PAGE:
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Global Problems Aid Groups Should Prepare For, If They Want To Survive

A woman carries bags of food on her back at Dakamur camp, Somalia, in March.
Anadolu Agency/Getty Images
A woman carries bags of food on her back at Dakamur camp, Somalia, in March.

If a famine occurs, aid groups send food. If there's a war, they set up health clinics.

But what to do in event of a massive cyberattack? A new disease epidemic?

A Julyreport has an alarming message for the aid community: adapt or be left in the dust.

"The way in which the humanitarian sector has been operating leaves continued need," says Eilidh Kennedy, an author of the report published by . "We're proposing a new way for NGOs to see their role. What do we need to be able to continue operating in the future?"

That question led Kennedy and her team of researchers to identify 23 areas of concern.

While the report doesn't outline concrete solutions, it highlights issues that the aid groups must address if they want to survive, Kennedy says. They include figuring out how to deal with recurring problems like disease outbreaks, working out issues with staff inequality and anticipating new challenges that come with, say, shifting population demographics.

"We think all of them will have an impact on the way the humanitarian system will operate in the next 10 or 15 years," she says.

Here's are some highlights from the report:

Adapting to a changing global population

The world's population — and age — is on the way up. According to the report, there will be 8.5 billion people on the planet by 2030. Developing countries will drive population growth. And people over age 65 will be the fastest growing age group. The changing demographics could affect everything from a country's labor force to health system.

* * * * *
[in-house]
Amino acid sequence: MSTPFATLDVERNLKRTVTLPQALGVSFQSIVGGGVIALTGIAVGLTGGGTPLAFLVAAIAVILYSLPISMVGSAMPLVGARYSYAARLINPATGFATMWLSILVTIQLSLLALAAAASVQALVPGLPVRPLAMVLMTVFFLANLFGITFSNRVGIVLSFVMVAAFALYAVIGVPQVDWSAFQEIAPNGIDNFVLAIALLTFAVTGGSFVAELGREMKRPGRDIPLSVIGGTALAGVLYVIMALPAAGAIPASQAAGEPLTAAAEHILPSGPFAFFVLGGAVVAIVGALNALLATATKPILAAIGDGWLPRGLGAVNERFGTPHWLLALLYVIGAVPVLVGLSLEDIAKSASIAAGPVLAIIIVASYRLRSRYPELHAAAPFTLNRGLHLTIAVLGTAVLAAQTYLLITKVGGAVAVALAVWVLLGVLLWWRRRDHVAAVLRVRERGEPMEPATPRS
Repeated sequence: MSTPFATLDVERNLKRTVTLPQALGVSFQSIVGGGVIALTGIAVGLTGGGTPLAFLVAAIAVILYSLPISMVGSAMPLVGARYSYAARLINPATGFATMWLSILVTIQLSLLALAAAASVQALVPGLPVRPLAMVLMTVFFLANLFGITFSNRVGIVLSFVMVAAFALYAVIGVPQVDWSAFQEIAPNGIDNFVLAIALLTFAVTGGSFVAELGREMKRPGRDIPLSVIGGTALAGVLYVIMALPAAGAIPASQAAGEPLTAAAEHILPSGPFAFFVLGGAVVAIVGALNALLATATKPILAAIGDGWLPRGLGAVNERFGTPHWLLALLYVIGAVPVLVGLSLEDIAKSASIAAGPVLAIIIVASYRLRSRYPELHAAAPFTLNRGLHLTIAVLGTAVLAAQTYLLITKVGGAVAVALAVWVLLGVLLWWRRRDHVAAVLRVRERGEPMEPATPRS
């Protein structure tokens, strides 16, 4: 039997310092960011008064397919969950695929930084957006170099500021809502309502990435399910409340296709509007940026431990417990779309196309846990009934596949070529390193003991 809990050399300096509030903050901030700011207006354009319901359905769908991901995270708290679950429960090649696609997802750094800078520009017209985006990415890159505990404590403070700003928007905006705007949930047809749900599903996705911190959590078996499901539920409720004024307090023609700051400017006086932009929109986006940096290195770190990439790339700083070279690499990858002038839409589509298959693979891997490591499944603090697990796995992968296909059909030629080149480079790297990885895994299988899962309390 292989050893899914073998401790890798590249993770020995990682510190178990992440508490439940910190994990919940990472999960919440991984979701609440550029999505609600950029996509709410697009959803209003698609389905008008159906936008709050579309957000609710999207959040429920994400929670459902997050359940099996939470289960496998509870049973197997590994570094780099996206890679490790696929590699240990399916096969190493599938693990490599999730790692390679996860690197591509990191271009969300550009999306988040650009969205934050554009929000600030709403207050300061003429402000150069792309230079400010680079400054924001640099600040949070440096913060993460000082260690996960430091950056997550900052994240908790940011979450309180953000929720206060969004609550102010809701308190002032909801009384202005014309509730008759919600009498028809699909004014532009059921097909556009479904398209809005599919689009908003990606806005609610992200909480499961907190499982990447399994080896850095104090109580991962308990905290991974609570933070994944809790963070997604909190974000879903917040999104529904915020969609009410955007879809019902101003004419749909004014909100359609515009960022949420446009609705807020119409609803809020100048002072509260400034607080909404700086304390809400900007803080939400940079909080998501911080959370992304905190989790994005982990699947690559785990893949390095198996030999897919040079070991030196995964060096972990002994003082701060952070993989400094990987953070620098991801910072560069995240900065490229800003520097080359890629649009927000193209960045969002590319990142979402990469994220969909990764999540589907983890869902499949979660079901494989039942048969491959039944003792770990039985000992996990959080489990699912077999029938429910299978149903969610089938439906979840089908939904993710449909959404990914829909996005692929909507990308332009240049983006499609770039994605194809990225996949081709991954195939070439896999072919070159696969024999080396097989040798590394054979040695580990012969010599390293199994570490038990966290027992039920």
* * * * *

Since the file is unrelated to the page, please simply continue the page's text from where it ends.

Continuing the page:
Controlling old and new epidemics

Climate change and globalization are making it easier for diseases to spread. Old diseases that we thought we conquered, like polio, are reemerging. And Ebola showed the aid community just how unprepared it was to deal with new diseases.

Collaborating with local, religious NGOs

For a long time, big humanitarian groups couldn't see the value in adding religion to their work, says Kennedy. But according to the report, local, religious groups are able to help deliver aid faster and more efficiently. They're more likely to gain trust and access from the communities they're serving because they share the same language, religion and culture.

Anticipating aid needs after cyberattacks

In many middle- and high-income countries, we rely on computers and the Internet to operate almost every aspect of our daily lives: our health care system, the electricity grid, public transportation and financial services. A cyberattack that shuts down basic services — like one that infected millions of computers across the globe in May, including the U.K.'s health system — could push governments to seek help from aid groups.

Providing basic care during economic crises

Venezuela's economic collapse is further proof that middle- and high-income countries have humanitarian needs, too, says Kennedy. The crisis has resulted in a shortage of food, medicine and household supplies. As a result, thousands of people have scattered across the country in search of jobs and resources.

Closing the gap between local and expat aid workers

Western aid workers often have higher salaries, decision-making power, seniority and protections than local aid workers. The report's researchers anticipate that expat positions will decline, but inequalities in the humanitarian workforce will persist, leading to tensions in the industry.

A boom in shantytown living

By 2025, 1.8 billion people will be living in slums or shanties. In areas like these, conditions are squalid — residents have limited access to clean water, electricity and arable land, and without a central sewage system, will live amid pollution and waste.

So how do we even begin to address some of these daunting issues? Neil Boothby, a professor at Columbia University's Mailman School of Public Health and a former special adviser on children's issues at USAID, doubts the solutions will come from within the aid community. "This is a big business," he says. "It [will be] difficult for them to move beyond their business model."

They'll have to, says Kennedy — because if the report reveals anything, it's this: the humanitarian sector will need "fundamental, not incremental" change.

Copyright 2021 NPR. To see more, visit https://www.npr.org.

Malaka Gharib is the deputy editor and digital strategist on NPR's global health and development team. She covers topics such as the refugee crisis, gender equality and women's health. Her work as part of NPR's reporting teams has been recognized with two Gracie Awards: in 2019 for How To Raise A Human, a series on global parenting, and in 2015 for #15Girls, a series that profiled teen girls around the world.